Last week I met up with a friend (and fellow Millennial) who said to me, “I can’t believe that someone as smart and curious as you writes about religion.” I was startled, but we kept talking, and here’s what I heard and felt from her in a nutshell: Religion is intolerant, and smart, sensitive people don’t get involved.

I feel like that statement captures the most dominant attitude of my generation toward religion, and I appreciated my friend’s willingness to challenge me to explain why on earth I would go to any trouble on religion’s behalf. She meant well, and of course I share her fears around religion. I myself have struggled over the years to know what I think about it and whether or not I want to be identified with a particular religion. (I even thought when I became a parent that at last a choice would be forced, but no, instead my kids and I are stumbling through our spiritual journeys together.)

a magical book changes us without forcing the issue

It seems to me that some of us have stepped outside organized religion in search of meaning, while others feel they are having to carry religion outside nasty discourse about it instead, in order to redefine and revive it. The problem, at heart, is one and the same: religion = intolerance to an entire generation, and we’re treading dangerously on this ground.

Earlier this year I took on new responsibilities at Polebridge Press, the most significant of which is that I now developmentally edit books for publication. The opportunity to work with authors from early concept to finished book is both a challenge and a delight to me. Yet the work of reading and editing raw manuscripts makes me more curious than ever: What is the spirit of conversations about religion right now? If there was one magical book we could publish about religion, what ought it to be?

a magical book is a book that participates in a larger conversation

It might be a plea for charity, especially in a climate of extremism.

It might admit that religion isn’t politically neutral.

It might not lecture us on why we “ought” to understand religion better.

It might stop accusing us of religious illiteracy and wonder instead what we are learning about the spiritual and moral life, and why and how.

It might present the history of Christianity as a fascinating tale in its own right rather than as a pedantic exercise.

It might not have the ulterior motive of saving the church.

It might speak compassionately of our suffering earth.

It might acknowledge that no matter how technologically savvy we are, we are still afraid of the future.

It might admit that we aren’t sure all people’s beliefs can be tolerated anymore, that the boundaries of tolerance are edged by violence.

It might not pretend it has the power to change people’s beliefs.

It might invite us to change anyway.

Cassandra FarrinCassandra Farrin joined Westar in 2010. A US-UK Fulbright Scholar, she has an M.A. in Religious Studies from Lancaster University (England) and a B.A. in Religious Studies from Willamette University. She is passionate about books and projects that in some way address the intersection of ethics and early Christian history.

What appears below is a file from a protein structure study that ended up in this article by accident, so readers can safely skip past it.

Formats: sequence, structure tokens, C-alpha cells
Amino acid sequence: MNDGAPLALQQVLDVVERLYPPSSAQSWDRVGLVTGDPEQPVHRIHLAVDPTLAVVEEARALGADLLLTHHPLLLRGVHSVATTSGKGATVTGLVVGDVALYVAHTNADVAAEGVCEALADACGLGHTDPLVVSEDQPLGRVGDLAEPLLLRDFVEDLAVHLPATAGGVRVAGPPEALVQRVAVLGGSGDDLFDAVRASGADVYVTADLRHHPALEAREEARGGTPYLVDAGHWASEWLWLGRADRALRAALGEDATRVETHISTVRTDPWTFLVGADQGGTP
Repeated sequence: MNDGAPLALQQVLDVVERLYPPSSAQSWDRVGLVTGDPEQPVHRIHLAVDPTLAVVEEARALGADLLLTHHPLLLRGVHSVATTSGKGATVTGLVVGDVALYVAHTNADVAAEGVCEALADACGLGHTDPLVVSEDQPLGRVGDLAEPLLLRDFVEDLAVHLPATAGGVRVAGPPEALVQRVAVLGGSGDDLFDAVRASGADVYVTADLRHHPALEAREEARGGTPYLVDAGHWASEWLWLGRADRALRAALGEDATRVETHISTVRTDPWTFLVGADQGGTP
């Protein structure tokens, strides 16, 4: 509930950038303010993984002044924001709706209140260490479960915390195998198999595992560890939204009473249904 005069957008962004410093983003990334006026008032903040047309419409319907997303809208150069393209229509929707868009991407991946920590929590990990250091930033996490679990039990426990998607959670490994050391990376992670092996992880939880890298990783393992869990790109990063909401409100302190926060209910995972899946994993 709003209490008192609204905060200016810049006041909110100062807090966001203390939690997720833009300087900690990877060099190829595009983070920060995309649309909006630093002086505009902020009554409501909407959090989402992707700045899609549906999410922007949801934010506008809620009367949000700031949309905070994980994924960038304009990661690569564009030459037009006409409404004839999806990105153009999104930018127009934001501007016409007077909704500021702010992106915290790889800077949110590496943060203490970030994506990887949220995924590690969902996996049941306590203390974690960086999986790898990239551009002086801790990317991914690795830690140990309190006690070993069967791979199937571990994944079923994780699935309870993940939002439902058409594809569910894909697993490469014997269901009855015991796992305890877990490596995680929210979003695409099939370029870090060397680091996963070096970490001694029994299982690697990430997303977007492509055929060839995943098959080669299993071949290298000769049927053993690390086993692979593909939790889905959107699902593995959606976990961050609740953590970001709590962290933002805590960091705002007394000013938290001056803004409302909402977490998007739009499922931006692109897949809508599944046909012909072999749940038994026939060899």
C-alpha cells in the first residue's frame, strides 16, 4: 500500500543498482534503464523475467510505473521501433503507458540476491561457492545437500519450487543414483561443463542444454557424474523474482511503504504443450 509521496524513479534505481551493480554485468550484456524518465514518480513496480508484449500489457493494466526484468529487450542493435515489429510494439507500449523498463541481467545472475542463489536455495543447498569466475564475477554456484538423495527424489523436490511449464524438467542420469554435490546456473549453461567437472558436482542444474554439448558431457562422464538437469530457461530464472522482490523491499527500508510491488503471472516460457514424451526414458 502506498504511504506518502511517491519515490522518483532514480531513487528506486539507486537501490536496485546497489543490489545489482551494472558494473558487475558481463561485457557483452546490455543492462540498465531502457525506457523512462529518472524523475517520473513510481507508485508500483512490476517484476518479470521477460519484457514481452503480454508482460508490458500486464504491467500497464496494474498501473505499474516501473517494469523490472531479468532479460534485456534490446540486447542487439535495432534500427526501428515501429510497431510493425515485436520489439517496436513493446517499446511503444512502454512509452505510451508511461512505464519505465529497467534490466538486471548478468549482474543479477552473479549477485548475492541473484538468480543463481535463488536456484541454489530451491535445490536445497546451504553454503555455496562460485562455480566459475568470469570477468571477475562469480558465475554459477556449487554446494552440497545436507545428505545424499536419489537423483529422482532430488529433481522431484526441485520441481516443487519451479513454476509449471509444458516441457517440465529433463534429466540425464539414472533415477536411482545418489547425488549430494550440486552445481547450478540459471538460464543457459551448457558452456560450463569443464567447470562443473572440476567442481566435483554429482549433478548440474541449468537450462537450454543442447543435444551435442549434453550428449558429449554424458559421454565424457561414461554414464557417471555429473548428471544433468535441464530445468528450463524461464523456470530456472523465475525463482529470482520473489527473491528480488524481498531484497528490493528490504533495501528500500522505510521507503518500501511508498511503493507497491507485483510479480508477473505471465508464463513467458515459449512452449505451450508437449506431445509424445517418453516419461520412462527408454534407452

3 replies
  1. Russ says:

    In a sense, your friend was correct. All religions are distinguished from science by the fact that they enshrine a fixed revelation that cannot be altered or changed. Only science has evolved a belief system that embraces deliberate modification of core ideas. Ergo religion equals intolerance. You cannot be a “good” member of any one religion without rejecting the others…unless you are a Unitarian, progressive Quaker, or sophisticated non-literalist scholar in the mold of Borg, Spong, Pagels, et al. And in that case you will be rejected as non-Christian by the vast majority of self-proclaimed Christians.

  2. P.M.Babu says:

    There are so many mysteries in the world which cannot be explained by science.Science can never hope to solve all the problems of mankind.Religion and science should co-exist so that man can have material as well as spiritual wealth.
    P.M.Babu

  3. Cassandra says:

    Russ and P.M., I see this religion-science question touching ground here on two fronts. First, has science has finally succeeded in breaking the human tendency to grasp whatever we feel is secure by building in a “safe space” for doubts to be tested? (I think of Kuhn’s paradigm, if you are familiar with that.) Second, does this mean science has replaced religion, which enshrines particular beliefs and behaviors as sacred (that is, important, even life-or-death important) and then resists the temptation to change them because of their importance?

    In this I want to embrace at least the spirit of Richard Kearney’s suggestion that room for doubt is possible in religion if atheism ceases to be perceived as an end of faith and begins to be viewed as a natural experience in the life of faith. This is always going to be a push-and-pull: Can Christianity change over time? Yes, of course. It already has. Can it be changed according to some progressive laundry list of values? No, not necessarily, because organizations and traditions change through small, unpredictable interactions of human beings with one another and the world over time. They aren’t (and shouldn’t be) engineered. I think that’s sometimes a mistake we make in conversations at Westar, is to think too instrumentally about change. I don’t see that as realistic. You can’t hand a tradition a new story about Jesus and expect it to just embrace that wholesale, and you can’t blame them for it either because they didn’t ask you to come in and totally revise things on them. If somebody came into my living room or bedroom and changed things without my permission, I’d be pretty pissed off, and that’s not even as intimate my religion! I would rather see us approach the conversation in more giving and also receptive manner.

Comments are closed.